COVID-19: Week One Activities

Schools Closed March 13th and suddenly many parents were faced with childcare and work-from-home responsibilities. Below were my weekly examples based on the interests of my children. I followed my guideline schedule to balance physical activity, mental/emotion health, online resources and hands-on STEAM (Science, Technology, Engineering, Art and Math) powered projects to encourage learning and connection.

  1. Physical activity and outdoor walks
  2. Mindfulness exercises and art-making (gratitude, smudging, breathing exercises)
  3. Online learning and physical sheets for math (IXL for grade 6 and Prodigy for grade 1)
  4. Lunch and leisure time
  5. STEAM learning based around a themed project (they select the theme)
  6. Outdoor play and leisure time
  7. Supper
  8. Family and game time (switch, board games, art, play)
  9. Bed


In the afternoon, we did a lesson on respiratory health using both online and book resources. We learned about the body and explored how we take care of our bodies. We explored our traditional teachings as Mohawk First Nations people through stories and medicine. Taking them outside, we laid down our tobacco and acknowledged the cedar. Cedar is used to purify homes and gathering spaces. Foraging through our cultural customs, we gathered cedar to make cedar tea.

Our ancestors used cedar tea to aid respiratory health and fevers but should not be consumed more than twice a week. People who are pregnant should not consume cedar tea. We collected the leaves, simmered in boiling water and sweetened with maple syrup.

Time to connect with the land and explore. There are many opportunities to connect earth science, physical science and mental health just through play.

This time of year is maple season and we honoured the maple trees in our traditional ways. They too are medicine.

Lesson themes: traditional teachings/history, health science, language arts, holistic health.

Day 2 STEAM:

In the afternoon, we explored the connections between math and art. For grade 1, we practiced shapes in both English and our Mohawk language. We built shapes using tooth picks and mini marshmallows to create a whole town. For grade six, there was also participation and some lessons on perspective drawing with some math angles.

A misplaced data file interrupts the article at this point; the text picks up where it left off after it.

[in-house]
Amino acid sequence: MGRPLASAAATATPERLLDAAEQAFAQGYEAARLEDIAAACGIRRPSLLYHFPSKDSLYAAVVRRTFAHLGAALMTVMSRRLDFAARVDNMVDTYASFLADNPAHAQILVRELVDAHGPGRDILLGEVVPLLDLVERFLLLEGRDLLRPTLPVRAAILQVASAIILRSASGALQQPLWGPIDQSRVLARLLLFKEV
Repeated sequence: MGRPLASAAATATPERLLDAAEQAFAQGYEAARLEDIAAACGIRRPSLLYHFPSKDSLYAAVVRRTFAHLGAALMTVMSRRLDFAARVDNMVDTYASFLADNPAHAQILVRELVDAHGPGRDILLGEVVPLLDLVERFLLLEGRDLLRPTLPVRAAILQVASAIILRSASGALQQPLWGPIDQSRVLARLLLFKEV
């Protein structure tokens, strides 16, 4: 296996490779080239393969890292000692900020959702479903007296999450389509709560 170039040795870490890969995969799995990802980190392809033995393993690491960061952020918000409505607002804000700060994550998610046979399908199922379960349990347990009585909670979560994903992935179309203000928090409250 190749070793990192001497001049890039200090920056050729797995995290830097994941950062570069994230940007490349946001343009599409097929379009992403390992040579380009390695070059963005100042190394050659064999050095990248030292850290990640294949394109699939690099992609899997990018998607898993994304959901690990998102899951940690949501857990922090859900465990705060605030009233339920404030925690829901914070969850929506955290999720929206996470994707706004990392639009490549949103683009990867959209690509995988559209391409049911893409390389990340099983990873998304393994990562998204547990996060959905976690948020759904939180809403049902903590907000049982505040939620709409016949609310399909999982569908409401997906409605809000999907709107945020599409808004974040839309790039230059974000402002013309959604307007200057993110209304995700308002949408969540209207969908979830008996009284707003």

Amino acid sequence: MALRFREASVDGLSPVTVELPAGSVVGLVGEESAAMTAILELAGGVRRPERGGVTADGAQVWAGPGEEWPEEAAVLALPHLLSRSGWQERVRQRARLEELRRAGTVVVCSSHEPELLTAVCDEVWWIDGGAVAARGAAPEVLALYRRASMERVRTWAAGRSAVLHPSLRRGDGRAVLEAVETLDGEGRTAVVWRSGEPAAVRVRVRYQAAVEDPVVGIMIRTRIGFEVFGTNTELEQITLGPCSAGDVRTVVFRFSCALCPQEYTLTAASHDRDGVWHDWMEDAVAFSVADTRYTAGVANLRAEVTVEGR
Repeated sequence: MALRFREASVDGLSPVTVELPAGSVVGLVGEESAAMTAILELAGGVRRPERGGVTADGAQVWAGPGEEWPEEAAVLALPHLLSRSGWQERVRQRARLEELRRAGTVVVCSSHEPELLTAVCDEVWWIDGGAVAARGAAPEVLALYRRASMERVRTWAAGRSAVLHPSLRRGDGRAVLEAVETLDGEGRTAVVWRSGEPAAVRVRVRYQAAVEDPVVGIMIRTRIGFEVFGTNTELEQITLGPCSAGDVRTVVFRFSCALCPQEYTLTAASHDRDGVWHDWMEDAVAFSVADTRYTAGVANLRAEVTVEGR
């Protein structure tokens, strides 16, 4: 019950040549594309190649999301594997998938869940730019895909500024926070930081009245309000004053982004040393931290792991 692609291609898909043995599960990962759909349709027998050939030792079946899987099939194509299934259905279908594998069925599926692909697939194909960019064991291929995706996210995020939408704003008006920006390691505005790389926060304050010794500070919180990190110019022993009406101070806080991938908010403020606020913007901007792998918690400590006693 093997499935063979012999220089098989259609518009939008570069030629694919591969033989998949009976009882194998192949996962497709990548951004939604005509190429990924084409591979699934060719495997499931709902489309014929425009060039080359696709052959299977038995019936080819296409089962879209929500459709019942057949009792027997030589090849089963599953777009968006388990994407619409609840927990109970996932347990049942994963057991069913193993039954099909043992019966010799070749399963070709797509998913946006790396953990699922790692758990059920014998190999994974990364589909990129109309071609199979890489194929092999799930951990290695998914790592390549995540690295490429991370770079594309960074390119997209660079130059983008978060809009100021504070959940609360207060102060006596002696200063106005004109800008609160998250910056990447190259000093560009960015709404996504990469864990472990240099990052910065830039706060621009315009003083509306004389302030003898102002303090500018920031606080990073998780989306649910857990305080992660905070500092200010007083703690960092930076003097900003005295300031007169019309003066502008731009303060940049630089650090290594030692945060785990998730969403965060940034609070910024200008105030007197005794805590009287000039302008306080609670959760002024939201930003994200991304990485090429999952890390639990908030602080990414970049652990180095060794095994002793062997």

Conversations emerged around mental health, safety and security. Creating together is a wonderful opportunity to connect.

Lesson themes: math, architecture, storytelling, art. 

Day 3 STEAM:

In the afternoon, we explored our carbon footprint on the environment using food chains and nature exploration. Using Brainpop (excellent resource), the children did some research on environmental science. They were invited to choose an animal from their backyard and explore their role in the food web.


Using a physical activity, they created their own food web using yarn and stools, playing with the idea of removing elements. They shared their inferences and together we explore the role of humanity. Pipelines, deforestation and over-hunting were explored. We ended the day in an exploration outside where they were invited to create a video documentary of food chains in their environment and the role of humanity.

Lesson themes: environmental science, social justice, art. 

Day 4 STEAM:

In the afternoon, we explored motion, physics and energy by creating a marble obstacle course using recycling. They followed BRAINPOP resources to learn about the history of motion and how energy states change. We applied them to our marble structure and explore how we can use motion to understand the world.

Lesson themes: math, science, history, art and engineering. 

Day 5 STEAM:

In the afternoon, these curious learners wanted to explore Viking history. As an art therapist in communities, I am always mindful of cultural safety when exploring other cultures. I took time to find reputable videos and sources from nordic cultures so that they were receiving knowledge. Like Indigenous communities, it is important to gather information from elders and stories from the community itself to minimize extractive and colonial lenses. Through videos, they gathered information and were invited to explore “a day in the life”. They created characters, oath sculptures and baked traditional bread.  For grade six math, there was the invitation to change the fractions (measurements).

We made links to our wampum and treaties with Viking customs. This builds connections with others.

Lesson themes:  history, art, math, cultural links. 

Two Row wampum– haundenosaunee treaty that states that Indigenous and non-indigenous people have two ways of knowing that co-exist.

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